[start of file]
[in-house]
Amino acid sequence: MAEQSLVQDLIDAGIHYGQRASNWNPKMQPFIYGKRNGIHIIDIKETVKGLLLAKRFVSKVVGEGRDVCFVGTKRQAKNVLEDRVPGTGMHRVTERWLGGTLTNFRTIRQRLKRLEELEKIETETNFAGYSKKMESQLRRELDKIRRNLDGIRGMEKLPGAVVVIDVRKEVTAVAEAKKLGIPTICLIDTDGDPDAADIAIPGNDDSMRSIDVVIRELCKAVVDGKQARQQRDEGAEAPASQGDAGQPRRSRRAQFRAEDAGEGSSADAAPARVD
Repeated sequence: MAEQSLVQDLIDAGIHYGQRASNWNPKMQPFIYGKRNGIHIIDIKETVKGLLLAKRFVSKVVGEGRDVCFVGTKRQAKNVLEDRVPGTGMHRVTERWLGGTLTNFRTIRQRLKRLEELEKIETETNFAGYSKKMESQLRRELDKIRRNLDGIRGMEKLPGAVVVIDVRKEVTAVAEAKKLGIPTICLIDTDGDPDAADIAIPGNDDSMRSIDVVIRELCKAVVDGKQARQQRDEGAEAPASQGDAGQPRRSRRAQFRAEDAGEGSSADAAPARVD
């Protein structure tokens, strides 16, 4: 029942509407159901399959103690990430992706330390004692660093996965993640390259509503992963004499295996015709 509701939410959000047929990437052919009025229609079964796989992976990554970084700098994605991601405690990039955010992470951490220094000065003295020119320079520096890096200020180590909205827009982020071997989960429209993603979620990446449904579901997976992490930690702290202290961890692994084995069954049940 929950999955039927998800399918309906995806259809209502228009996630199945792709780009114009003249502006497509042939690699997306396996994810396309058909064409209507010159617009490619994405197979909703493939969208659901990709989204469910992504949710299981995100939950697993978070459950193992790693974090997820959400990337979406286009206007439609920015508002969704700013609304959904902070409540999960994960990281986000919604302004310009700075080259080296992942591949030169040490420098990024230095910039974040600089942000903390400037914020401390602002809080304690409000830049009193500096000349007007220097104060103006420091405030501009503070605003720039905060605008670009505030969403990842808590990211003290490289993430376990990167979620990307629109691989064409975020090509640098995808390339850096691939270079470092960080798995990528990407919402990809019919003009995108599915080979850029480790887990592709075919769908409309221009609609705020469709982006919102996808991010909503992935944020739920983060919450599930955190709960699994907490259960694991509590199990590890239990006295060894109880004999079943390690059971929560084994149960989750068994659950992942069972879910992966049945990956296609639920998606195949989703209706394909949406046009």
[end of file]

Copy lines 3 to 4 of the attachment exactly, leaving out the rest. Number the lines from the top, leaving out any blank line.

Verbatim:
Repeated sequence: MAEQSLVQDLIDAGIHYGQRASNWNPKMQPFIYGKRNGIHIIDIKETVKGLLLAKRFVSKVVGEGRDVCFVGTKRQAKNVLEDRVPGTGMHRVTERWLGGTLTNFRTIRQRLKRLEELEKIETETNFAGYSKKMESQLRRELDKIRRNLDGIRGMEKLPGAVVVIDVRKEVTAVAEAKKLGIPTICLIDTDGDPDAADIAIPGNDDSMRSIDVVIRELCKAVVDGKQARQQRDEGAEAPASQGDAGQPRRSRRAQFRAEDAGEGSSADAAPARVD
């Protein structure tokens, strides 16, 4: 029942509407159901399959103690990430992706330390004692660093996965993640390259509503992963004499295996015709 509701939410959000047929990437052919009025229609079964796989992976990554970084700098994605991601405690990039955010992470951490220094000065003295020119320079520096890096200020180590909205827009982020071997989960429209993603979620990446449904579901997976992490930690702290202290961890692994084995069954049940 929950999955039927998800399918309906995806259809209502228009996630199945792709780009114009003249502006497509042939690699997306396996994810396309058909064409209507010159617009490619994405197979909703493939969208659901990709989204469910992504949710299981995100939950697993978070459950193992790693974090997820959400990337979406286009206007439609920015508002969704700013609304959904902070409540999960994960990281986000919604302004310009700075080259080296992942591949030169040490420098990024230095910039974040600089942000903390400037914020401390602002809080304690409000830049009193500096000349007007220097104060103006420091405030501009503070605003720039905060605008670009505030969403990842808590990211003290490289993430376990990167979620990307629109691989064409975020090509640098995808390339850096691939270079470092960080798995990528990407919402990809019919003009995108599915080979850029480790887990592709075919769908409309221009609609705020469709982006919102996808991010909503992935944020739920983060919450599930955190709960699994907490259960694991509590199990590890239990006295060894109880004999079943390690059971929560084994149960989750068994659950992942069972879910992966049945990956296609639920998606195949989703209706394909949406046009």